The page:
A new tranche of data from the Operational Tillage Information System (OpTIS) tracked a 250% climb in cover crop acreage—from 2.8 million acres in 2015 to 7.5 million acres in 2021—led by row crop farmers in the southern portion of the region. The Conservation Technology Information Center (CTIC), which hosts free access to OpTIS data on its ctic.org website, dubbed this week's release "OpTIS 3.0."

"The new OpTIS 3.0 release consists of two elements," notes Dr. Dave Gustafson, project director at CTIC. "The first is the 2021 data, which identify established cover crops and tillage practices across a region that extends from central Colorado to the Ohio border and from the southern edge of Tennessee up to the Canadian border. The second new element is that Regrow Ag, our long-time partner and developer of OpTIS, has improved the algorithm used to analyze the satellite imagery behind OpTIS."

The new data set also indicated that conservation tillage—leaving 30% or more of the soil surface covered with crop residue—was flat to slightly down through the 2015-2021 timeframe, with year-to-year variations that were likely due to spring weather.
Fine-Tuned Algorithm

Regrow developed the computer algorithm behind OpTIS, which analyzes publicly available satellite imagery to track cover crop adoption and conservation tillage trends. Regrow worked with The Nature Conservancy (TNC) and CTIC on the development, testing and application of OpTIS.

Soren Rundquist, OpTIS science lead for Regrow, explains that the algorithm was adjusted to fine-tune its ability to differentiate among cash crops, cover crops and weeds in different parts of the Corn Belt.

"In efforts to enhance the detection of cover crop fields using satellite sensors, the algorithm logic was updated to capture the regional variation on healthy vegetation emergence," Rundquist says. "Changes were applied to data from 2015 to 2021."

As a result of these updates, users can now access interactive maps that allow them to track changes in cover crop adoption and tillage practices between 2005 and 2021. OpTIS data through 2020 have also been run through Regrow's De-Nitrification-De-Composition (DNDC) model to simulate carbon and nitrogen dynamics in the soil.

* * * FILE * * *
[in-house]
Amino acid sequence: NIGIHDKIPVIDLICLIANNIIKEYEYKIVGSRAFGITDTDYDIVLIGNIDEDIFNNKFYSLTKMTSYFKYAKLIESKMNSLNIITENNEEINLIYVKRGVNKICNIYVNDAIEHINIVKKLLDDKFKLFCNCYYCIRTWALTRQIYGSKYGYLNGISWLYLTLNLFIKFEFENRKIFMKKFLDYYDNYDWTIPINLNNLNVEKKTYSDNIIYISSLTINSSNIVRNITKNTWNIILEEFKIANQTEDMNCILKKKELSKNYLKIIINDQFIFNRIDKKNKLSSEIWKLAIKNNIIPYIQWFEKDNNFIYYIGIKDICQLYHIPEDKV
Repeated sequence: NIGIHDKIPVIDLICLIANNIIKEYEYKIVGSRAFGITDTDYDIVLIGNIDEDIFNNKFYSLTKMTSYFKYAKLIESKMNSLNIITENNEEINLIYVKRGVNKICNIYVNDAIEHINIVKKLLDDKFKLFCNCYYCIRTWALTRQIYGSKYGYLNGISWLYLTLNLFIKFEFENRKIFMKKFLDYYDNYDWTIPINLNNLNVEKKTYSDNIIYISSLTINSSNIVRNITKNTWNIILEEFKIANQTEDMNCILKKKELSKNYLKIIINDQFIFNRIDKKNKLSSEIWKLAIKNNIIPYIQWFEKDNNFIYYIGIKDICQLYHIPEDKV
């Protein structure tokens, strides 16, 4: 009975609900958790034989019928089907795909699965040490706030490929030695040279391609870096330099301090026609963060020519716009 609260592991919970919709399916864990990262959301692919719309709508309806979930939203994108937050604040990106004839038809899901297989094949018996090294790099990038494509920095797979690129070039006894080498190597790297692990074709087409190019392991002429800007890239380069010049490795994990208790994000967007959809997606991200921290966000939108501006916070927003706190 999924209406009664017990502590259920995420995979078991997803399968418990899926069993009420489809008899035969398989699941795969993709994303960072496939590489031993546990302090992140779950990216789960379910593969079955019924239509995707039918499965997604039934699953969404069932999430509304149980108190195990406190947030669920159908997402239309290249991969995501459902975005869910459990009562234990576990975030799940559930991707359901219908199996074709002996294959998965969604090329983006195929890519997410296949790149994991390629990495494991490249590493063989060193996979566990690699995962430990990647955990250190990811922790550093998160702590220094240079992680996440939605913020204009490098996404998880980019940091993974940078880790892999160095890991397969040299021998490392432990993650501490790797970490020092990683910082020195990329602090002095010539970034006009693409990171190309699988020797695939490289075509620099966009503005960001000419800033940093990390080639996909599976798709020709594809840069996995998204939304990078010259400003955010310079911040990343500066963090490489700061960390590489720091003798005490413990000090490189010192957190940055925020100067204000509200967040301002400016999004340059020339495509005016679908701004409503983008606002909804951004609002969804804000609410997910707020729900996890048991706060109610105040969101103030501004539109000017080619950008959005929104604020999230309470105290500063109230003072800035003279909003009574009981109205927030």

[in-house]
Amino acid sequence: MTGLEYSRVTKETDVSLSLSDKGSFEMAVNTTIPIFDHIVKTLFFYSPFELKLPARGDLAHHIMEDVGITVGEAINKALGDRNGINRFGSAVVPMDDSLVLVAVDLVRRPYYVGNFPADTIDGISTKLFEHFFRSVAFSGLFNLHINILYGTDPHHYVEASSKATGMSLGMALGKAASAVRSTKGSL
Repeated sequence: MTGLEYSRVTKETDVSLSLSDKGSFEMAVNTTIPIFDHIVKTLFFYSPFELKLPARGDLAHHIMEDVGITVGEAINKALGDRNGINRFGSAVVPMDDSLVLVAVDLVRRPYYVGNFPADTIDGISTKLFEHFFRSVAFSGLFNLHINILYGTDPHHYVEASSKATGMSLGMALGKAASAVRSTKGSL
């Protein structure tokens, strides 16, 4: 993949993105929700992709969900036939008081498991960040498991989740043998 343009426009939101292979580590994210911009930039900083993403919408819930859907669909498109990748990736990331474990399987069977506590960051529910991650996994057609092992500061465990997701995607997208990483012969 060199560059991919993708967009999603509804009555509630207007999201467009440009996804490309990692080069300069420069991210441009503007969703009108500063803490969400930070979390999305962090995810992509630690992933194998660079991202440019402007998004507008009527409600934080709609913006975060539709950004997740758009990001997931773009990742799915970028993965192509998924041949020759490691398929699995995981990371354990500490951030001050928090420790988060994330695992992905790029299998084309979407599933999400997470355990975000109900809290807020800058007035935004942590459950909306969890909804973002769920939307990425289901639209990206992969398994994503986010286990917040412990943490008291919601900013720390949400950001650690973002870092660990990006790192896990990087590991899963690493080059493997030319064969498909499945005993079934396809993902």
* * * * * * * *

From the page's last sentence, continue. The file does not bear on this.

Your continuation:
A webinar on Friday, April 14 will delve into the new data, new algorithm, and an exploration of how people are using OpTIS in their research. Check ctic.org/OpTIS for webinar details in the coming weeks.
Free Online Access

An intuitive visualization tool on the CTIC website (ctic.org/OpTIS) allows users to explore the data, zooming in on watersheds of interest and moving sliders to vary the date range they want to study. OpTIS data are available free on the site at the HUC 8 watershed or Crop Reporting District (CRD) level. CTIC members have access to customized data formats, and finer granularity can be arranged through Regrow via its Sustainability Insights platform.

“Since its introduction in 2019, OpTIS has provided agronomists, researchers, agribusiness professionals, conservation groups, policy makers and more with a cost-effective and efficient way to measure adoption trends of soil health practices and their impact on the environment over large geographies and many years,” says Shamitha Keerthi , science director for The Nature Conservancy's North America Regenerative Crop System Strategy. “We are constantly learning how these data can be used to drive conservation practice adoption, assess environmental outcomes, and track the impacts of policy.”

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